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This queue is for tickets about the IO-Socket-SSL CPAN distribution.

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The Basics
Id: 97816
Status: rejected
Priority: 0/
Queue: IO-Socket-SSL

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Owner: Nobody in particular
Requestors: ppisar [...] redhat.com
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Bug Information
Severity: Wishlist
Broken in: 1.997
Fixed in: (no value)



Subject: Do not override protocols and ciphers by default
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Current IO::Socket::SSL documentations reads: * Set 'SSL_version' or 'SSL_cipher_list' to a "better" value. IO::Socket::SSL tries to set these values to reasonable secure values, which are compatible with the rest of the world. But, there are some scripts or modules out there, which tried to be smart and get more secure or compatible settings. Unfortunatly, they did this years ago and never updated these values, so they are still forced to do only 'TLSv1' (instead of also using TLSv12 or TLSv11). Or they set 'HIGH' as the cipher list and thought they are secure, but did not notice that 'HIGH' includes anonymous ciphers, e.g. without identification of the peer. So it is recommended to leave the settings at the secure defaults which IO::Socket::SSL sets and which get updated from time to time to better fit the real world. Looking at IO::Socket::SSL history, one can see a lot changes in the default protocol and cipher list varying from "ALL:!LOW" to "ciphers with forward secrecy, disables anonymous authentication and disables known insecure ciphers like MD5, DES etc.". I believe that the last quoted paragraph applies not only to IO::Socket::SSL users, but to IO::Socket::SSL as an OpenSSL user too. There are many other OpenSSL users next to IO::Socket::SSL/Net::SSLeay and from point of system administrator's view, tuning the default settings at one place, e.g. in the OpenSSL, is the only sane option. (Actually there is aim to make the configuration common for all cryptographic libraries like OpenSSL, GnuTLS, NSS, JDK. See <https://fedoraproject.org/wiki/Changes/CryptoPolicy> and <http://lwn.net/Articles/589197/> for more details.) Therefore I propose to drop or allow to inhibit at build-time all the policy hackery implemented in the IO:Socket::SSL and leave it up to underlying cryptographic library (OpenSSL in this case).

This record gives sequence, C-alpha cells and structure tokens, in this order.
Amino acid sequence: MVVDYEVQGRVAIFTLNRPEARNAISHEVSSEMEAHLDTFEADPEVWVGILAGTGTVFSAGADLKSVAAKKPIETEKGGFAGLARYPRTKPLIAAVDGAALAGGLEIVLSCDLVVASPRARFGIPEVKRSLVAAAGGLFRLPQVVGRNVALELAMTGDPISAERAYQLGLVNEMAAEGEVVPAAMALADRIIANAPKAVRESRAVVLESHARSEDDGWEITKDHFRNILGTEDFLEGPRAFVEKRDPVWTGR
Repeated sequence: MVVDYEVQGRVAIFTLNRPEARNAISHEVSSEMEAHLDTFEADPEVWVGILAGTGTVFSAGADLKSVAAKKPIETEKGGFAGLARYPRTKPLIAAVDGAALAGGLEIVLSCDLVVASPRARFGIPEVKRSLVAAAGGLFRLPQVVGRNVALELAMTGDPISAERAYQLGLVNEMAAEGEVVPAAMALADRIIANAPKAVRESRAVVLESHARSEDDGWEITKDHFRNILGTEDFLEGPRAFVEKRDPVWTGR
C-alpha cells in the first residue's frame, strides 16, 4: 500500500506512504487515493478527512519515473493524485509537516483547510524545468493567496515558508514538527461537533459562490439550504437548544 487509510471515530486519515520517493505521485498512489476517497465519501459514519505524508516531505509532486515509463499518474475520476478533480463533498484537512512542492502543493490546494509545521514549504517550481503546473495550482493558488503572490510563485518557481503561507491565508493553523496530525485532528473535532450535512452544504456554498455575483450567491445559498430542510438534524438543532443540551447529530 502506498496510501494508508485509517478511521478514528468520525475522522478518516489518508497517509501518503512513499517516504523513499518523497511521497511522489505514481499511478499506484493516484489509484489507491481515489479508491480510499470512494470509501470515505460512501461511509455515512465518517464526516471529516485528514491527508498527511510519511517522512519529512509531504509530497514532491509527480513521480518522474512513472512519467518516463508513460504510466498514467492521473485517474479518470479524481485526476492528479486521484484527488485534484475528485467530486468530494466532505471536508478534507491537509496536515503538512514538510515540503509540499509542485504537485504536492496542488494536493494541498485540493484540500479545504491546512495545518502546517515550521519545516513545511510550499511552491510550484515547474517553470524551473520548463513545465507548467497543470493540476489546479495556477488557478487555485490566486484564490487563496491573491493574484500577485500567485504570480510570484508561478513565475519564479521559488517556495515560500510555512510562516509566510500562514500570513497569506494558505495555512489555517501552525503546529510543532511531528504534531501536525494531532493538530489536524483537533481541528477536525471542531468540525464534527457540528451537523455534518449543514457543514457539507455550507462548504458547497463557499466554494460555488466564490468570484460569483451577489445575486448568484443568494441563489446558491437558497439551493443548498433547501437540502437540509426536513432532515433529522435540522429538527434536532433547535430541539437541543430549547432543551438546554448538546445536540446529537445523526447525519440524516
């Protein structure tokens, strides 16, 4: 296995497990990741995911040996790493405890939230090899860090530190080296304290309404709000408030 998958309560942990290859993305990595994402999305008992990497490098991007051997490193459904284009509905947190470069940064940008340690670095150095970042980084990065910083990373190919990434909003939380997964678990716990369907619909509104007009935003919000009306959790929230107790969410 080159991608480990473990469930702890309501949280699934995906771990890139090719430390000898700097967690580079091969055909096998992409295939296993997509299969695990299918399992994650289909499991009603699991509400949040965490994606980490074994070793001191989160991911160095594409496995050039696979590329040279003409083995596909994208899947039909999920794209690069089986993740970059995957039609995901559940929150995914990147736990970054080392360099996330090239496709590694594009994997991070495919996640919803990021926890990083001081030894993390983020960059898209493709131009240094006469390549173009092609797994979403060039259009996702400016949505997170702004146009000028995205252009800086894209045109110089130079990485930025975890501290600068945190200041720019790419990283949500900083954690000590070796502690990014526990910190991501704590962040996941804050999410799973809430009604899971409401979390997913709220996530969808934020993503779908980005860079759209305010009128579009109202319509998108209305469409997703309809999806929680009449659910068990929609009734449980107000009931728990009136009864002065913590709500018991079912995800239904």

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> There are many other OpenSSL users next to IO::Socket::SSL/Net::SSLeay > and from point of system administrator's view, tuning the default > settings at one place, e.g. in the OpenSSL, is the only sane option. > > (Actually there is aim to make the configuration common for all > cryptographic libraries like OpenSSL, GnuTLS, NSS, JDK. See > <https://fedoraproject.org/wiki/Changes/CryptoPolicy> and > <http://lwn.net/Articles/589197/> for more details.) > > Therefore I propose to drop or allow to inhibit at build-time all the > policy hackery implemented in the IO:Socket::SSL and leave it up to > underlying cryptographic library (OpenSSL in this case).
I would agree with your proposal if there would be an easy way for an administrator to apply a cipher policy for the whole system and if the default settings where sane. But, as far as I understand, the only option to change the default ciphers for openssl is to recompile it and even then you cannot have different default ciphers for client and server side. And the current set of default ciphers on the latest Ubuntu contains insecure ciphers like EXP-RC2-CBC-MD5 which no sane users wants to have in its default configuration. As long as this situation does not change I think its better to have secure defaults inside IO::Socket::SSL for all perl programs using this module.
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> As long as this situation does not change I think its better to have > secure defaults inside IO::Socket::SSL for all perl programs using > this module.
If the changes proposed in https://fedoraproject.org/wiki/Changes/CryptoPolicy to have a cipher string of PROFILE=SYSTEM for openssl are implemented, I might use this setting instead of the current default. But I would prefer if there were different defaults for client and server, because clients might need to connect to a variety of servers with sometimes poor ciphers, while a server should not offer poor ciphers by default.


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